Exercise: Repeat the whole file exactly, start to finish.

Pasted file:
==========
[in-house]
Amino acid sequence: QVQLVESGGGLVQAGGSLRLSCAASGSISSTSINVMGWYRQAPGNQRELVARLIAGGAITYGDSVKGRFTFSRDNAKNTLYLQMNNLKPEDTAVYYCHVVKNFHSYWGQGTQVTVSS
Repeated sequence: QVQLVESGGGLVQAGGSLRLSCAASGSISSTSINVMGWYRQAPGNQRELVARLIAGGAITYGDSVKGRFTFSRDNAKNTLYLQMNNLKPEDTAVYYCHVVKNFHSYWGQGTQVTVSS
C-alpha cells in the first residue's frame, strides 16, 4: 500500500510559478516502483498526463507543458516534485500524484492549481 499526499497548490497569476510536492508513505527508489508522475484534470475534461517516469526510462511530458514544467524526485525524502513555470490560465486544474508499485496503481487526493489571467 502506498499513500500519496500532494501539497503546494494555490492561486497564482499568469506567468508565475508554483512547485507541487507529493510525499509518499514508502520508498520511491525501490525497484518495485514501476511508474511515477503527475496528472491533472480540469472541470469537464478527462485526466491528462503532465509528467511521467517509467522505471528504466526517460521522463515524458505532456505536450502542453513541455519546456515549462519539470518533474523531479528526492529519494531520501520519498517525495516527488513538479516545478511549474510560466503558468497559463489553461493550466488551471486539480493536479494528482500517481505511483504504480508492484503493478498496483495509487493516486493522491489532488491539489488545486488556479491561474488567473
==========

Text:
[in-house]
Amino acid sequence: QVQLVESGGGLVQAGGSLRLSCAASGSISSTSINVMGWYRQAPGNQRELVARLIAGGAITYGDSVKGRFTFSRDNAKNTLYLQMNNLKPEDTAVYYCHVVKNFHSYWGQGTQVTVSS
Repeated sequence: QVQLVESGGGLVQAGGSLRLSCAASGSISSTSINVMGWYRQAPGNQRELVARLIAGGAITYGDSVKGRFTFSRDNAKNTLYLQMNNLKPEDTAVYYCHVVKNFHSYWGQGTQVTVSS
C-alpha cells in the first residue's frame, strides 16, 4: 500500500510559478516502483498526463507543458516534485500524484492549481 499526499497548490497569476510536492508513505527508489508522475484534470475534461517516469526510462511530458514544467524526485525524502513555470490560465486544474508499485496503481487526493489571467 502506498499513500500519496500532494501539497503546494494555490492561486497564482499568469506567468508565475508554483512547485507541487507529493510525499509518499514508502520508498520511491525501490525497484518495485514501476511508474511515477503527475496528472491533472480540469472541470469537464478527462485526466491528462503532465509528467511521467517509467522505471528504466526517460521522463515524458505532456505536450502542453513541455519546456515549462519539470518533474523531479528526492529519494531520501520519498517525495516527488513538479516545478511549474510560466503558468497559463489553461493550466488551471486539480493536479494528482500517481505511483504504480508492484503493478498496483495509487493516486493522491489532488491539489488545486488556479491561474488567473